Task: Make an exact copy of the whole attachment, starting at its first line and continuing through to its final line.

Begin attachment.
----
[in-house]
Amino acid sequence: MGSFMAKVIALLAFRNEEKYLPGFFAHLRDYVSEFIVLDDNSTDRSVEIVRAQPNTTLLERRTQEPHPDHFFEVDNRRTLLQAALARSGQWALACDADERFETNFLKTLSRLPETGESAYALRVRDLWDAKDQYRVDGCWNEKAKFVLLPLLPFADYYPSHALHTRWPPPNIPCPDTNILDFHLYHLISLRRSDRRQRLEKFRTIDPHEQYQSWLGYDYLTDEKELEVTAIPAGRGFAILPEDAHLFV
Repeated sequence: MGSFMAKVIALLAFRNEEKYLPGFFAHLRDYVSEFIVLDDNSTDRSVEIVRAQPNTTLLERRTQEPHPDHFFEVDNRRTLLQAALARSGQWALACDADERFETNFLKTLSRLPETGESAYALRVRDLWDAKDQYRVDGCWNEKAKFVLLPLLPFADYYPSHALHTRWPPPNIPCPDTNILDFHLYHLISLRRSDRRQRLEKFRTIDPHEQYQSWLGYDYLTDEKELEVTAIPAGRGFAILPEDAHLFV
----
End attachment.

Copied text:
[in-house]
Amino acid sequence: MGSFMAKVIALLAFRNEEKYLPGFFAHLRDYVSEFIVLDDNSTDRSVEIVRAQPNTTLLERRTQEPHPDHFFEVDNRRTLLQAALARSGQWALACDADERFETNFLKTLSRLPETGESAYALRVRDLWDAKDQYRVDGCWNEKAKFVLLPLLPFADYYPSHALHTRWPPPNIPCPDTNILDFHLYHLISLRRSDRRQRLEKFRTIDPHEQYQSWLGYDYLTDEKELEVTAIPAGRGFAILPEDAHLFV
Repeated sequence: MGSFMAKVIALLAFRNEEKYLPGFFAHLRDYVSEFIVLDDNSTDRSVEIVRAQPNTTLLERRTQEPHPDHFFEVDNRRTLLQAALARSGQWALACDADERFETNFLKTLSRLPETGESAYALRVRDLWDAKDQYRVDGCWNEKAKFVLLPLLPFADYYPSHALHTRWPPPNIPCPDTNILDFHLYHLISLRRSDRRQRLEKFRTIDPHEQYQSWLGYDYLTDEKELEVTAIPAGRGFAILPEDAHLFV